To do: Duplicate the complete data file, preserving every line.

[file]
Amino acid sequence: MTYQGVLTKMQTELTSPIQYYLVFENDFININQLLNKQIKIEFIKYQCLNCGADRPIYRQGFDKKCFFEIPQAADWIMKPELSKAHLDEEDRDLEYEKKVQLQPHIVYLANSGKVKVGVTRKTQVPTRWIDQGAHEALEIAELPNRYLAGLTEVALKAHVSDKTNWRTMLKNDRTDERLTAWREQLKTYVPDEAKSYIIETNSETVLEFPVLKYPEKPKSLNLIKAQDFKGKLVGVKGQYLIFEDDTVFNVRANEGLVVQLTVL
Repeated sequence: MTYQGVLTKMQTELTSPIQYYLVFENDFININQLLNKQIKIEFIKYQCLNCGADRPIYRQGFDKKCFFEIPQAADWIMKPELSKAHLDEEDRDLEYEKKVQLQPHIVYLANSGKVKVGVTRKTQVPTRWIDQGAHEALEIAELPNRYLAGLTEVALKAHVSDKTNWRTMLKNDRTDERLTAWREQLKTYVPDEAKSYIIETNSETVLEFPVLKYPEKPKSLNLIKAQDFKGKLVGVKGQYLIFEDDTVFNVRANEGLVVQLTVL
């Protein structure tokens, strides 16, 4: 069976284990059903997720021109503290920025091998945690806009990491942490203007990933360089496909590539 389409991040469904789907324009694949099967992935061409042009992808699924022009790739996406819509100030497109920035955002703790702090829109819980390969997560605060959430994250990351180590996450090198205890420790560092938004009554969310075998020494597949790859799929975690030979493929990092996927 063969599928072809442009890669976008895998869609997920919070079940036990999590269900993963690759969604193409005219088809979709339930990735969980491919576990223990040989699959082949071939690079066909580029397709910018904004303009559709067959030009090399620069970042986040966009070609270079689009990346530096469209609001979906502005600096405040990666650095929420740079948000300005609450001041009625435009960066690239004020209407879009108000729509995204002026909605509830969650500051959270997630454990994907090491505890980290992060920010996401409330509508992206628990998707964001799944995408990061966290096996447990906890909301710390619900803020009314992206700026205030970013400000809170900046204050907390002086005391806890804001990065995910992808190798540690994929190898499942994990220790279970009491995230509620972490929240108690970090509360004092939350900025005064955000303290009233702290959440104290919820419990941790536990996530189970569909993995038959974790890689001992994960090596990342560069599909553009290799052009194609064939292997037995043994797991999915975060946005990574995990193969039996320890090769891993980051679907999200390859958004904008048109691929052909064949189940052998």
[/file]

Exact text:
Amino acid sequence: MTYQGVLTKMQTELTSPIQYYLVFENDFININQLLNKQIKIEFIKYQCLNCGADRPIYRQGFDKKCFFEIPQAADWIMKPELSKAHLDEEDRDLEYEKKVQLQPHIVYLANSGKVKVGVTRKTQVPTRWIDQGAHEALEIAELPNRYLAGLTEVALKAHVSDKTNWRTMLKNDRTDERLTAWREQLKTYVPDEAKSYIIETNSETVLEFPVLKYPEKPKSLNLIKAQDFKGKLVGVKGQYLIFEDDTVFNVRANEGLVVQLTVL
Repeated sequence: MTYQGVLTKMQTELTSPIQYYLVFENDFININQLLNKQIKIEFIKYQCLNCGADRPIYRQGFDKKCFFEIPQAADWIMKPELSKAHLDEEDRDLEYEKKVQLQPHIVYLANSGKVKVGVTRKTQVPTRWIDQGAHEALEIAELPNRYLAGLTEVALKAHVSDKTNWRTMLKNDRTDERLTAWREQLKTYVPDEAKSYIIETNSETVLEFPVLKYPEKPKSLNLIKAQDFKGKLVGVKGQYLIFEDDTVFNVRANEGLVVQLTVL
């Protein structure tokens, strides 16, 4: 069976284990059903997720021109503290920025091998945690806009990491942490203007990933360089496909590539 389409991040469904789907324009694949099967992935061409042009992808699924022009790739996406819509100030497109920035955002703790702090829109819980390969997560605060959430994250990351180590996450090198205890420790560092938004009554969310075998020494597949790859799929975690030979493929990092996927 063969599928072809442009890669976008895998869609997920919070079940036990999590269900993963690759969604193409005219088809979709339930990735969980491919576990223990040989699959082949071939690079066909580029397709910018904004303009559709067959030009090399620069970042986040966009070609270079689009990346530096469209609001979906502005600096405040990666650095929420740079948000300005609450001041009625435009960066690239004020209407879009108000729509995204002026909605509830969650500051959270997630454990994907090491505890980290992060920010996401409330509508992206628990998707964001799944995408990061966290096996447990906890909301710390619900803020009314992206700026205030970013400000809170900046204050907390002086005391806890804001990065995910992808190798540690994929190898499942994990220790279970009491995230509620972490929240108690970090509360004092939350900025005064955000303290009233702290959440104290919820419990941790536990996530189970569909993995038959974790890689001992994960090596990342560069599909553009290799052009194609064939292997037995043994797991999915975060946005990574995990193969039996320890090769891993980051679907999200390859958004904008048109691929052909064949189940052998």